In this lesson, students will use a circuit tester to determine whether objects are conductors or insulators. To begin the lesson, I model the process of creating a circuit tester on the document camera. As I work, I have students work alongside me. This ensures that every student has a functioning, properly constructed circuit tester with which they can complete the remainder of the lab.
To create a circuit tester, I guide students to build a simple circuit as they have done in previous lessons. I then ask them to disconnect the wire between one side of the bulb socket and battery holder. I have the students add a third wire to the battery holder so that there is an open space between the battery holder and bulb socket that can be bridged by the wire. To ensure that the tester is working, I have each student touch the wires together to ensure that their light bulb lights up.
All the materials used in this lesson are very safe for student use. Students may feel warmth from the battery or wire after they connect all of the wires in their circuit tester.
When each student has completed their circuit tester, I ask them to predict what will happen when we add a variety of objects to the circuit tester.
Next, I ask students to use their circuit tester to test a variety of objects (including straw, marble, pencil, etc.) for conductivity. One of the toughest things for students to manage is sorting out the test materials. To help students achieve independence in the classroom, I create and display a visual organizer showing all of the test materials.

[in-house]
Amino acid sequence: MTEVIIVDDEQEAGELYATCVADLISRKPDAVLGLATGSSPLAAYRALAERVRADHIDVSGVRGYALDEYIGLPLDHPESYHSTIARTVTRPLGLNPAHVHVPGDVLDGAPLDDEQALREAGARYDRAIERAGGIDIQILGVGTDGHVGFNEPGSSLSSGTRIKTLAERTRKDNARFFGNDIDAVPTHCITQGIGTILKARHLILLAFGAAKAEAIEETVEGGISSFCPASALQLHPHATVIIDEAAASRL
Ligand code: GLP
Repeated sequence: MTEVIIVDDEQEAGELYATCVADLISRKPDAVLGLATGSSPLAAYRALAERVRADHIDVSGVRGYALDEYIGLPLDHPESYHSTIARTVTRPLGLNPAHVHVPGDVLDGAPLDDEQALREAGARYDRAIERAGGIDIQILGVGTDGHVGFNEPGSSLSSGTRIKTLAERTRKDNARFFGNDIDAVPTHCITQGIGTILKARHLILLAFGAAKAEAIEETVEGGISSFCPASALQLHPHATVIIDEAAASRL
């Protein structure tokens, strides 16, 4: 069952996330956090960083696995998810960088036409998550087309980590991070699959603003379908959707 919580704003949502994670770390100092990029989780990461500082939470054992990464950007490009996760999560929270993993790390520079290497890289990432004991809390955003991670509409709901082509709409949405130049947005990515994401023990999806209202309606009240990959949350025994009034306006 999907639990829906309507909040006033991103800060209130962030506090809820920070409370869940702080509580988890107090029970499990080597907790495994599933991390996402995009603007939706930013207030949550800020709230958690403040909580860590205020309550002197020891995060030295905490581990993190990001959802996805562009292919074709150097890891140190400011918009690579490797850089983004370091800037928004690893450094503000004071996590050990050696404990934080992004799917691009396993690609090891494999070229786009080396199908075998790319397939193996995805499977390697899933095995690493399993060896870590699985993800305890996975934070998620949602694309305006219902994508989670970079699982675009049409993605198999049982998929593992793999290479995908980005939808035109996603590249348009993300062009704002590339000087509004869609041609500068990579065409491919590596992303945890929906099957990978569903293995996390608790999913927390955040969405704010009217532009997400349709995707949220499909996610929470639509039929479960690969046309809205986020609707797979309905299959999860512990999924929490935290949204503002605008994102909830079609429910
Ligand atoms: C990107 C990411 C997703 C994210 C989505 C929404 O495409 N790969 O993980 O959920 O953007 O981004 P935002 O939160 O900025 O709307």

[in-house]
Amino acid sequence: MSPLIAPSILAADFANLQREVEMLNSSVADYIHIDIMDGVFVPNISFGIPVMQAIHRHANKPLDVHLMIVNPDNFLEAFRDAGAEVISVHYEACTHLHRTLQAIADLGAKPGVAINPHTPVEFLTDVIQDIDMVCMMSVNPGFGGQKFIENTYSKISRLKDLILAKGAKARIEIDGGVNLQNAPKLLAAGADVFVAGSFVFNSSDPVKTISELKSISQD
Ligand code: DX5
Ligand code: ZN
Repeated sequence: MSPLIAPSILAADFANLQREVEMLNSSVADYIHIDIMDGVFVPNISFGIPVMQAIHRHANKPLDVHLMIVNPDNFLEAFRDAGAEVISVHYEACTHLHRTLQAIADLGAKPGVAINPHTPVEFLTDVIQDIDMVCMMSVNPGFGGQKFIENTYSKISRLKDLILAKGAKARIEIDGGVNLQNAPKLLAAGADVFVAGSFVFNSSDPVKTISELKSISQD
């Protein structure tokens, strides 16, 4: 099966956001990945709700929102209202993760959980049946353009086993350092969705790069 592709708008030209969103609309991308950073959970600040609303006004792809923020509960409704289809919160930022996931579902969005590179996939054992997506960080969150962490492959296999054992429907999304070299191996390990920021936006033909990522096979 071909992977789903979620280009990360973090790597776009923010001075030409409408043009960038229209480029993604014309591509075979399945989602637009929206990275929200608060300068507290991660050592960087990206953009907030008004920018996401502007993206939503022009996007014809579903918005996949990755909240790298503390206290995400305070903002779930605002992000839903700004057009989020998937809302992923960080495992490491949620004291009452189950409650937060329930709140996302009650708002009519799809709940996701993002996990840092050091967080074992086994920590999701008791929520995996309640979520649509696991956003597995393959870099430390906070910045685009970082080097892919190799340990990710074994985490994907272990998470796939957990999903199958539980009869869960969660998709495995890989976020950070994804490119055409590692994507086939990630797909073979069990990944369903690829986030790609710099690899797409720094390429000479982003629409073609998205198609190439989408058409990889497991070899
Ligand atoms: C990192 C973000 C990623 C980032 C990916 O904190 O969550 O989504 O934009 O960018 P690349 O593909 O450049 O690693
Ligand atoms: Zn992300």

The students connect the loose wires from the battery holder and bulb socket to each object and note whether the light bulb turns on. The students record their results on their conductors and insulators record sheet.
A video of the students testing objects in their circuit testers can be found here.
In this task. students use common objects in a circuit tester to determine whether the object is a conductor or insulator. The students record their results independently or in small groups. The lab includes several objects for which the students may find conflicting results. The pipe cleaner and pencil both can be recorded as conductors or insulators depending on where the student touches the wires to the object. For example, the metal wire in the piper cleaner conducts electricity, but the soft material on the outside does not. Likewise, the graphite in the pencil will conduct electricity, while the wood surrounding it will not. I utilize this conflicting data to discuss the importance of academic honesty and the value of unexpected data. First, I discuss with students that it is critical that they report all scientific results; even those which conflict with their hypothesis. It is only through honest reporting that science can progress. Secondly, I talk with students about the value of conflicting data. I point out that when our class finds contradictory results, it gives us all an opportunity to examine the reasons why this might have occurred. In this lesson, I often have students demonstrate how they got their results by using the materials under the document camera. This highlights to students that it is possible that both groups got valid results and that accurate recording of data can lead to deeper understanding.
I conclude the lesson by adding new vocabulary words to our electricity glossary. I ask students to record the definitions for the terms conductor, insulator, and resistor.